2 Danish large cap stocks in a five years period. To assess the model s skills when it comes to making profitable trading recommendations, the performance of the model is tested against the mean value of randomly generated portfolios. Bayesian Networks A brief overview Bayesian Networks are networks of relations as they reflect the states of some part of a world that is being modeled, and describe how those states are related by probabilities. They are represented in the form of a directed acyclic graph consisting of nodes and directed arcs. Each node represents a stochastic variable that directly or indirectly affects the future stock price of a given company. Each arc denotes a causal or influential relationship between a pair of variables. Each variable in the network is assigned a conditional probability distribution based on either historical data or on subjective beliefs. Bayesian Networks applied to stock investing Since Graham and Dodd (1934) introduced fundamental analysis it has been the predominant method used when investing in stocks by both private and professional investors. However, since then a vast amount of different investment methods have been developed  for example the CAPM and APT models. The common thing for many of these investment methods is, that they try to predict future stock prices based on historical data for different economic variables. As the technological possibilities have evolved rapidly in the last twenty years, so have the complexity of the models used by professionals to decide which stocks to invest in. Whereas CAPM, which was developed in 1964, only uses three variables to predict the future price of a given stock, the quantitative models used today, can have over 100 different variables included. Today quantfunds, which use computer programs to find profitable trading strategies based solely on various kinds of historical economic data, make up 16% of the total value of actively managed assets in USA 1. The quantitative investment methods used today differs from the fundamental analysis method by only using information that can be quantified. That means that more qualitative information such as the trustworthiness of a given company s management or the reliability of their financial statements are not taken into consideration as is the case with fundamental analysis. 1 Burke, Kevin (2006): "Not the man, but the machine", Registered Rep., September 1 st 2006.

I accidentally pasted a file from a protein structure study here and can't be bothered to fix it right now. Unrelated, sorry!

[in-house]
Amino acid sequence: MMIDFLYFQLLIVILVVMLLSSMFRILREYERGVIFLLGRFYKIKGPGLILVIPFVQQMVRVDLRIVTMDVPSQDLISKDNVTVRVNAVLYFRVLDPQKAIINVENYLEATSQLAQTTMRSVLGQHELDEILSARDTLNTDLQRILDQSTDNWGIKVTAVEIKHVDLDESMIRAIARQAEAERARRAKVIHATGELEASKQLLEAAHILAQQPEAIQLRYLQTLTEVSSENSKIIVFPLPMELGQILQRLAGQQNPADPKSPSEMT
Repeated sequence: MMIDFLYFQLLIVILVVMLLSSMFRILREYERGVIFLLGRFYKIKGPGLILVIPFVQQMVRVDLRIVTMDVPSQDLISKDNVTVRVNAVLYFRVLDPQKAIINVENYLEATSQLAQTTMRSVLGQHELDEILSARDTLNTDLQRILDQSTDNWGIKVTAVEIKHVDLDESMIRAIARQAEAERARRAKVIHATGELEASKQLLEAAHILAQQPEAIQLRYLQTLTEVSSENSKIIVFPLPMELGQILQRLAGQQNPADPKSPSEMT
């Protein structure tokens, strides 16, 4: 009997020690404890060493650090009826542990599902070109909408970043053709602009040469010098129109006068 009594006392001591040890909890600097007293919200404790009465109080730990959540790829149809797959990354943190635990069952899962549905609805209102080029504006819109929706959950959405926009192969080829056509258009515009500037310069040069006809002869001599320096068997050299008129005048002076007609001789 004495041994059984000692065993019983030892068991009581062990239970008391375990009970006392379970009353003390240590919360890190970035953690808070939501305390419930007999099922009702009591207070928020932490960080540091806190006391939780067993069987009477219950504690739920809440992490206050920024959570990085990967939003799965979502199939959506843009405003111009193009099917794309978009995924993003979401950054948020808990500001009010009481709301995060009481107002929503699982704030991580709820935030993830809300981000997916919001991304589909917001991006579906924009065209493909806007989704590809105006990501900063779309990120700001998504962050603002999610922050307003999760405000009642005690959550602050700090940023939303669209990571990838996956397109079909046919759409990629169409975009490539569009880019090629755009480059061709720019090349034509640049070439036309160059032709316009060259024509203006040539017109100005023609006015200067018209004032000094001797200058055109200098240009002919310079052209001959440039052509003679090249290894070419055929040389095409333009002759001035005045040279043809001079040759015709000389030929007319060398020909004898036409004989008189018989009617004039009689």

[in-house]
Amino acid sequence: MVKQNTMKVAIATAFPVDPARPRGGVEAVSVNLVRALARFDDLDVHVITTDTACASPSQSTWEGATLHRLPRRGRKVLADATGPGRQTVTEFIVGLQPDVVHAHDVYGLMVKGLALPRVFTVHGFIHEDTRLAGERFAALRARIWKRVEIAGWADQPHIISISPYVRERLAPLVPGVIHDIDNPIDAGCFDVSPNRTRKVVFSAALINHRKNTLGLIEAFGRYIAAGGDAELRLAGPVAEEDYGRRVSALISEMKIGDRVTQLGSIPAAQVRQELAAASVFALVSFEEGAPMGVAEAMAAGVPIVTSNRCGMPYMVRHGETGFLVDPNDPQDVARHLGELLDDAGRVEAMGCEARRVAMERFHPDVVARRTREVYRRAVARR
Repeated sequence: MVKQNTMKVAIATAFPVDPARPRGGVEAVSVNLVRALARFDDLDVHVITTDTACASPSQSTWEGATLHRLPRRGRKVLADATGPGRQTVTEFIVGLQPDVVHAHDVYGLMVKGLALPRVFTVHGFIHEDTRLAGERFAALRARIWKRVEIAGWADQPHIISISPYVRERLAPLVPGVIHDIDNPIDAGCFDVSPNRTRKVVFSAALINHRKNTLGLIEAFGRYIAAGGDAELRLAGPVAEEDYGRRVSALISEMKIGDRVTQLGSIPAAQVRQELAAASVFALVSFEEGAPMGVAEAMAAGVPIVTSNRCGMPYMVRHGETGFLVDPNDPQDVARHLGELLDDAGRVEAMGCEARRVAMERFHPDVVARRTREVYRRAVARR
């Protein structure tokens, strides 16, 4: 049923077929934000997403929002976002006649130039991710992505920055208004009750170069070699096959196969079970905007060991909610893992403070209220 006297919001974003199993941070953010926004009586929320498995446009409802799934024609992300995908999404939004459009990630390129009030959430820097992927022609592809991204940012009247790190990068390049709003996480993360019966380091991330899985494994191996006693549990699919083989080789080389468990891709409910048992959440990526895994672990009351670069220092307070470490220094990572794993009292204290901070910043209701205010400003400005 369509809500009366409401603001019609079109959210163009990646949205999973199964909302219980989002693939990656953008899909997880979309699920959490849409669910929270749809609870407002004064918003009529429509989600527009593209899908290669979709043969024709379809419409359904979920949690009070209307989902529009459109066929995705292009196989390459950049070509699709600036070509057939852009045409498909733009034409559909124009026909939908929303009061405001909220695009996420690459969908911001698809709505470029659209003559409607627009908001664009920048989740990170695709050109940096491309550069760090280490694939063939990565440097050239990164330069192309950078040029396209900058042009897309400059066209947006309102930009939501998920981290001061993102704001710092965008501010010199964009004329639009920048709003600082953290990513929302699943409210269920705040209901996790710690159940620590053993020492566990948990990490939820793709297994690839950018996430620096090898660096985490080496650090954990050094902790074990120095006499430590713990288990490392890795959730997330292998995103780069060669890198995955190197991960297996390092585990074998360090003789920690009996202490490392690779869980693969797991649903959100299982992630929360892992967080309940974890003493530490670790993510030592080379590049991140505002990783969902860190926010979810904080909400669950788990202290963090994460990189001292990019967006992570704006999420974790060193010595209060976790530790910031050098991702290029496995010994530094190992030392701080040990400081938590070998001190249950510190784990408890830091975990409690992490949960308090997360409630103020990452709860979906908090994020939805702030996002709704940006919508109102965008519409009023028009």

3 An important reason to why Bayesian Networks are useful when investing in stocks is that they combine the quantitative investment methods with the qualitative elements from fundamental analysis. Where the quantitative methods lack incorporation of qualitative measures, the fundamental analysis method does not always include all the relevant variables that might influence the future stock price and to which extend they correlate. With Bayesian Networks it is possible to use the best qualities from the two investment methods, while they at the same time are easy to use and update with new information. A Bayesian Network model reflects the investor s understanding of a particular set of relations and that makes it an ideal tool to handle decisions under uncertainty, which stock investing can be characterised as. Modelling the Stock Picking as a Bayesian Network Aim and method The aim of the Bayesian Network model shown in this paper is to be able to pick out the stocks in a given investment universe, that in period t have a return that surpasses the required return they had at the beginning of period t. The Bayesian Network model is used to provide a probability distribution for each stock s expected return in a future period. Based on this probability distribution and the required return, it is possible for the investor to make an investment decision on whether or not to buy the different stocks at the beginning of each investment period. The required return for each stock in each investment period is estimated with the CAPM model and the investment decision is taken separately for all the stocks included in the investment universe. Hence, the model is useful for stockpicking but not for optimal portfolio selection. All the qualitative relations are determined subjectively to get the most intuitive relations between the variables included in the network. The probability distributions of the model are, on the other hand, estimated from historical data. The variables One of the most important steps in developing a Bayesian Network model to use in stock investing is to single out which variables should be included in the model. When the variables included in this model was chosen, the limitations of the historical data for Danish stocks was taken into consideration but the most important issue was to get a model that both contains a given company s i) underlying business performance, ii) relative valuation in the market and iii) correlation with the general stock market. Together these three areas determine a probability distribution for the